New Brighton Street and Sidewalk Maintenance
The City of New Brighton has 70 miles of municipal or local streets, 21 miles of county roads and 4 miles of state trunk highways.
The City uses the Metropolitan Council’s hierarchical classification scheme that has four general classifications for roadways within the City: principal arterial, minor arterial, major collector, and local streets. Major streets are laid out in a gridiron pattern allowing traffic to move logically from local street to collector to minor arterial to principal arterial and back again. The City also has a skeletal sidewalk system that contains approximately 21 miles of sidewalks.
The following Transportation Objectives were developed for the City of New Brighton’s transportation system under the City’s comprehensive plan:
- To develop safe, efficient and convenient transportation systems for use by automobiles, mass transit, bicycles, and pedestrians.
- To develop transportation facilities in a manner which does not adversely impact adjacent land and deteriorate the quality of life in the community.
- New Brighton seeks to develop its transportation system consistent with the Metropolitan Council Transportation Plan Policy and to be compatible with adjacent communities, Ramsey County and the State of Minnesota.
New Brighton is a substantially built-out City so there are no plans to construct new roadways within the City. All of the planned street improvements are rehabilitation of existing facilities.
The City of New Brighton has 24.2 miles of sidewalks located along roadways and 14.5 miles of bituminous paths in City parks, and in Long Lake Regional Park.
There are sidewalks along nearly every major collector and arterial street in the City. Sidewalks are located along these heavily traveled roads for safety reasons and also because they connect neighborhoods to many different destination points throughout the City. Sidewalks are not needed on the local streets because of the lower volume and speed of vehicular traffic.
New Brighton sidewalks are maintained by the City Public Works Department. The City’s policy is to clear all sidewalks of along roadways within 8 hours of a 2 inch or greater snowfall. Getting sidewalks cleared in school areas prior to the opening of school is a plowing priority. Placing trash or recycle bins clear of sidewalks makes plowing of these areas significantly more efficient for plow operators.
The sidewalk system is swept in the spring to remove road salt and sand that accumulates over the winter.
Sidewalks are inspected annually for “trippers” (sidewalk panels that push up by frost action), obstructions such as tree branches and other obstacles that might be hazardous. When any of these conditions are found or reported they are repaired, usually by a contractor.
The New Brighton Public Works Department plows approximately 70 miles of city streets, 121 cul-de-sacs and 21 miles of city sidewalks. Generally the snow plows are sent out when snow accumulates to 2 inches or more which happens about 12 times per year on average. The average snow season in the Twin City area runs from Thanksgiving to March 15th with the average annual snowfall of 45 inches.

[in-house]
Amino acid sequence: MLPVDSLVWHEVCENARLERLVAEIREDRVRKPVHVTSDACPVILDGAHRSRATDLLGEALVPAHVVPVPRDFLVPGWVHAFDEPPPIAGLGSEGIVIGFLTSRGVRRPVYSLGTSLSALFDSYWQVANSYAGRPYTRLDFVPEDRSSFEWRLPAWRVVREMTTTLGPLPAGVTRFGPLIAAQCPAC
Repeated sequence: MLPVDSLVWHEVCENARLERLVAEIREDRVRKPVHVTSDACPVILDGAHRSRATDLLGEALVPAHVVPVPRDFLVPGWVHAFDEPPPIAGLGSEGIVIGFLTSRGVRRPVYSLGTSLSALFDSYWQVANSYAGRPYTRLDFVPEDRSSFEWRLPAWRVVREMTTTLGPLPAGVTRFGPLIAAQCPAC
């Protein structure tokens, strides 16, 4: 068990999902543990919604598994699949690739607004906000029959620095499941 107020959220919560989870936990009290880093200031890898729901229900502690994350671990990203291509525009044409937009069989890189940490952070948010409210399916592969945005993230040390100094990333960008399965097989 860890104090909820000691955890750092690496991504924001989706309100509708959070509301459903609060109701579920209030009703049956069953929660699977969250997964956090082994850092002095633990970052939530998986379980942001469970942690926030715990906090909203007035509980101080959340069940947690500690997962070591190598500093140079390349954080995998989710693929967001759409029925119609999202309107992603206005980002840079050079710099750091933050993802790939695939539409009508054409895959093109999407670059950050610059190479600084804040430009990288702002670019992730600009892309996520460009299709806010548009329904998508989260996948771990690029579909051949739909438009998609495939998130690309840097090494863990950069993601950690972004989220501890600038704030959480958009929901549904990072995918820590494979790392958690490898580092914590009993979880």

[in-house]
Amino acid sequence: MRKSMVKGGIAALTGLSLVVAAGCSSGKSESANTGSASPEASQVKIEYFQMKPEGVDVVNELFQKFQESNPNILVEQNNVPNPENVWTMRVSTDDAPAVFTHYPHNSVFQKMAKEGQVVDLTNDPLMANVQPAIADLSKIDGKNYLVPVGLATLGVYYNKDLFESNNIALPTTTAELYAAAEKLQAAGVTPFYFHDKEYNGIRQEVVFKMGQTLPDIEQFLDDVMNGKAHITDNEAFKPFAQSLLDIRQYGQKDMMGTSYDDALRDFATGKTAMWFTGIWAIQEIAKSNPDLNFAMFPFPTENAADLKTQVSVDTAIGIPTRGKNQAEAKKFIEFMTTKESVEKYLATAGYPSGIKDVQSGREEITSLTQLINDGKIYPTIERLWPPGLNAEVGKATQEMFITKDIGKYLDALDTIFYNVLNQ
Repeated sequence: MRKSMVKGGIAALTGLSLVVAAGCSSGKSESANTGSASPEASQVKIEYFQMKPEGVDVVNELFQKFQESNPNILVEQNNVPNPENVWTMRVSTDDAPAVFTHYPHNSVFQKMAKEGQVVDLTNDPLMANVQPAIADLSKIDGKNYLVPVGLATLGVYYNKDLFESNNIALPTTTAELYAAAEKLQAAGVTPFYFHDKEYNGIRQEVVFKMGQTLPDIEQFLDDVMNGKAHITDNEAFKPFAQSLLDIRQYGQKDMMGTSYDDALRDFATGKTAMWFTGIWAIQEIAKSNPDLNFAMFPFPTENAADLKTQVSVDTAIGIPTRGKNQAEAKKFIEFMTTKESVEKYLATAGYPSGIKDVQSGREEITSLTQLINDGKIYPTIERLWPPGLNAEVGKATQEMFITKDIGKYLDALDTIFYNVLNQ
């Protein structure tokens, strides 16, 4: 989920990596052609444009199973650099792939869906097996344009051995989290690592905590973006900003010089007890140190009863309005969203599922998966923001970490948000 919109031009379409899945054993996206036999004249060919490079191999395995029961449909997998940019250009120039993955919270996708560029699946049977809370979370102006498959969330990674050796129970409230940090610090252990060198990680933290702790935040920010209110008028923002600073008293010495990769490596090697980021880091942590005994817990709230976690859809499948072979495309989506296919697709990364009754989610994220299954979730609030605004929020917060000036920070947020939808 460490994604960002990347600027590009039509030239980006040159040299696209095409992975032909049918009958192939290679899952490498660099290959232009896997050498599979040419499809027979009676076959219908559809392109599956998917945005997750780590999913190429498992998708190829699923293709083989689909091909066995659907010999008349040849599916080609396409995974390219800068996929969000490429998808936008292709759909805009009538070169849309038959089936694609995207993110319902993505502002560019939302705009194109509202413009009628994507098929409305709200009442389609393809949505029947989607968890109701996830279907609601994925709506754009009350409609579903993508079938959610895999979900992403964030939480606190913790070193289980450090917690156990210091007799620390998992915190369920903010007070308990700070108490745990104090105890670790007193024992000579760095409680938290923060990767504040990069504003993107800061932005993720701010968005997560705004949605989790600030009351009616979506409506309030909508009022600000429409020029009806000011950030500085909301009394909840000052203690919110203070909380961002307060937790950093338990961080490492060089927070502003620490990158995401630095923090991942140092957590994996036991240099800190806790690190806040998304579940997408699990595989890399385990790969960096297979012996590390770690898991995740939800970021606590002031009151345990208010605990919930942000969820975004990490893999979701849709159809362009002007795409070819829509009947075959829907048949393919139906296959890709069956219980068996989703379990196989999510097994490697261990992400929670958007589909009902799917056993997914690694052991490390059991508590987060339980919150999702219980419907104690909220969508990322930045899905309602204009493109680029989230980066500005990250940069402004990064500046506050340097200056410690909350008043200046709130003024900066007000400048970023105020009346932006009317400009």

The city street system is divided into 6 maintenance districts for snow plowing. To remove the snow from streets, the City uses 5 truck mounted plows with sanders and 1 motor grader. The trucks with sanders spread salt on hills and at intersections as they plow. The first truck completing it’s district is sent to salt the hills and intersections in the motor grader district.
A priority route system has been established and is plowed first. Priority routes are generally higher volume streets that allow residents and emergency vehicles faster and better access to all areas of New Brighton. The Ramsey County roads in New Brighton are all priority routes and the County usually has them opened for travel when the city priority streets are opened.
After the priority routes have been plowed and salted, the remainder of the streets are plowed. The order of plowing within the districts is rotated so the same streets are not always plowed first or last. Depending on the amount of snow, each district takes about 8 to 10 hours to complete.
A one-ton truck and a front end loader with a plow are used to remove snow from the Public Safety Center and City Hall parking lots, alleys, lift stations and well houses. The first priority is the Public Safety Center and City Hall parking lots, followed by alleys. The front end loader and a large tractor plow the most difficult cul-de-sacs.
New Brighton City Code regarding No Parking After Snowfall states:
Section 29-20 and Section 29-21 of the City Code restrict daytime parking on streets to 6 hours between 5:00 a.m. and 2:00 a.m., and night time parking to 30 minutes between 2:00 a.m. and 5:00 a.m.
Cars that are parked in violation of the Ordinance are plowed in. After the snowfall is over and the streets are cleared, the cars that have been plowed in are usually gone and the remaining snow can be removed. Cars that are not removed within a reasonable period of time are towed by the Police Department.
Mail boxes that are physically hit by our snow plows are repaired by the City. Boxes downed due to the force of the snow hitting them are the owner’s responsibility. Temporary repairs are made to mail boxes that are physically hit by the plow to avoid an interruption in mail service. Permanent repairs are made in the spring when the ground is thawed.
When plowing snow, some plows do climb the curbs and disturb the yard, this is especially true of cul-de-sacs. If a resident’s yard is damaged, the resident should call the Public Works office at 651-638-2111 and report it. In the spring, all yard damage will be repaired by the Public Works Department with black dirt and seed.